Relying on input from millions of global consumers and tens of thousands of brands to measure how “meaningful, different, and salient” brands are to consumers, Kantar found that the total value of the names on the 2022 Most Valuable Global Brands list grew by 23 percent to reach almost $8.7 trillion, which it says is “reassuring, considering the backdrop of high inflation and an unpredictable global economy.” Among the strongest brands (i.e., those that benefit from demand power – or consumers’ predisposition to choose one brand over others in their category, pricing power, etc.) of the year are those that fall within the luxury sphere, per Kantar, which notes that luxury brands, in particular, “have performed exceptionally well” on a year-over-year basis.

Louis Vuitton, which landed in the number 10 spot with a brand valuation of $124.3 billion, is the first luxury brand to reach the global Top 10, according to Kantar, which “reflects the growth of the luxury market worldwide and in China in particular.” (Luxury brands were among the fastest growing, up 45 percent, on this year’s ranking, following only behind consumer tech brands, which saw growth of 46 percent.) 

Brand valuation

Elsewhere in the luxury space, Richemont-owned Cartier was named the fastest-rising brand across all categories, growing its value by 88 percent to $10 billion since last year’s report. Other brands doubling their brand value over the past year include: YouTube (No.24, $86 billion), Google (No.2, $819 billion), Tesla (No.29, $75 billion) and Hermès (No.27, $80 billion). In terms of Cartier, in particular, Kantar stated that the company “is seen as an especially smart buy when it comes to offering products that retain their worth over time,” presumably a nod to enduring resale demand for the brand’s offerings, including in a pre-owned state. 

Resale & Sustainability

Kantar specifically touches on the effect of resale as part of the larger picture of brand valuation, stating that “the notion of ‘resale value’ has long informed brand value in the cars category, burnishing the reputation of brands as ‘good buys.'” That impact has since expanded beyond cars, with the help of “a variety of resale startups, [which] have brought the same financial calculus to bear on luxury, streetwear, and footwear brands – as consumers can see in real time which products can best ‘hold their value’ on the secondary market.” The result, according to Kantar, has been “a boon for brands with more classic, iconic ‘hero products’ in their stables – as well as those that manage to bring out the seasons’ hottest, hard-to-find viral sensation.” 

(Kantar further claims that “iconic brand codes can prove especially important in turbulent times. For brands like Louis Vuitton, Chanel, and Hermès, signature heritage offerings like the Speedy, 2.55, and Kelly handbags are so much more than mere marketing mascots. They’re crucial revenue drivers in volatile economic climates. That’s when consumers turn away from risk, and instead, gravitate towards heritage products that are proven sources of value, comfort, and continuity.”)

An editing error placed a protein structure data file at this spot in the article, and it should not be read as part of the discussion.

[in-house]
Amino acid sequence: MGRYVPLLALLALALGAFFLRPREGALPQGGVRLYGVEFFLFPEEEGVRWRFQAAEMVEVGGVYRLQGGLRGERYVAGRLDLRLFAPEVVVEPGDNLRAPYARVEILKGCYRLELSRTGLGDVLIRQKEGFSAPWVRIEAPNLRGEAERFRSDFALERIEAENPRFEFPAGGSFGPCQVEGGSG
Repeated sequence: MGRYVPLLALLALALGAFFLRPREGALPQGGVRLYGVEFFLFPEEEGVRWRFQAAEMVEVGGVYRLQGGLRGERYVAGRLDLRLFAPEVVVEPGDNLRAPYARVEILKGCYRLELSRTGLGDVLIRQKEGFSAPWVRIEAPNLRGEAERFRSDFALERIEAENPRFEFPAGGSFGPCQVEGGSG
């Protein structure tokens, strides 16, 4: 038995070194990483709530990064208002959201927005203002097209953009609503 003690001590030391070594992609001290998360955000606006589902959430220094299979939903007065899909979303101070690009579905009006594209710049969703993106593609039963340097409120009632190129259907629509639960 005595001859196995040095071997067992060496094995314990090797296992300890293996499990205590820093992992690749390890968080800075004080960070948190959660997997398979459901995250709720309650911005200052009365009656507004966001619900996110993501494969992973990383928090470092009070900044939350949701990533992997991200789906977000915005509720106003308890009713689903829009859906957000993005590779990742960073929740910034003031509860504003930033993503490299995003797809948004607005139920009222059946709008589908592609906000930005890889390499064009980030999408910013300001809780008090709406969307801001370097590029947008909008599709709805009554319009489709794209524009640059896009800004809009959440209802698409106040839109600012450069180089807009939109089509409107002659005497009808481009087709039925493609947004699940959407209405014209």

The burgeoning resale market neatly ties in with one way for brands to boost their valuation: sustainability initiatives. While Kantar asserts that consumers’ expectations vary by category, brand, and market when it comes to sustainability, it notes that “one way that brands can move the needle on sustainability is by making products that last longer.” Kantar continues, asserting that the “opposite of planned obsolescence is the concept of future-proofing: finding ways to build, maintain, and service goods that last beyond typical product lifestyles,” with “service” being the key here, as it “enables brands to continue to unlock profits,” while also enabling brands to grow brand value in the eyes of consumers. 

Microsoft, Zara, and IBM lead the way in the new Kantar Sustainability BrandZ Index, which the London-based firm says shows that sustainability already accounts for 3 percent of brand equity and is expected to rise further, according to Kantar. 

Brand valuation

In terms of other fashion and/or luxury entities on the Top 100 ranking, Nike took the number 13 spot with a $109.6 billion brand valuation and a 31 percent increase from last year; Hermès came in at number 27 with a brand valuation of $80 billion (up 73 percent year-over-year); Chanel came in at 45 with a valuation of $53 billion (up 13 percent); Gucci landed at number 58 with a valuation of $37.9 billion (up 12 percent); Spanish fast fashion company Zara made it into the Top 100 in the 83 spot with a valuation of $25.4 billion (up 19 percent); and finally, adidas took the number 89 spot with a valuation of $23.8 billion (up 6 percent).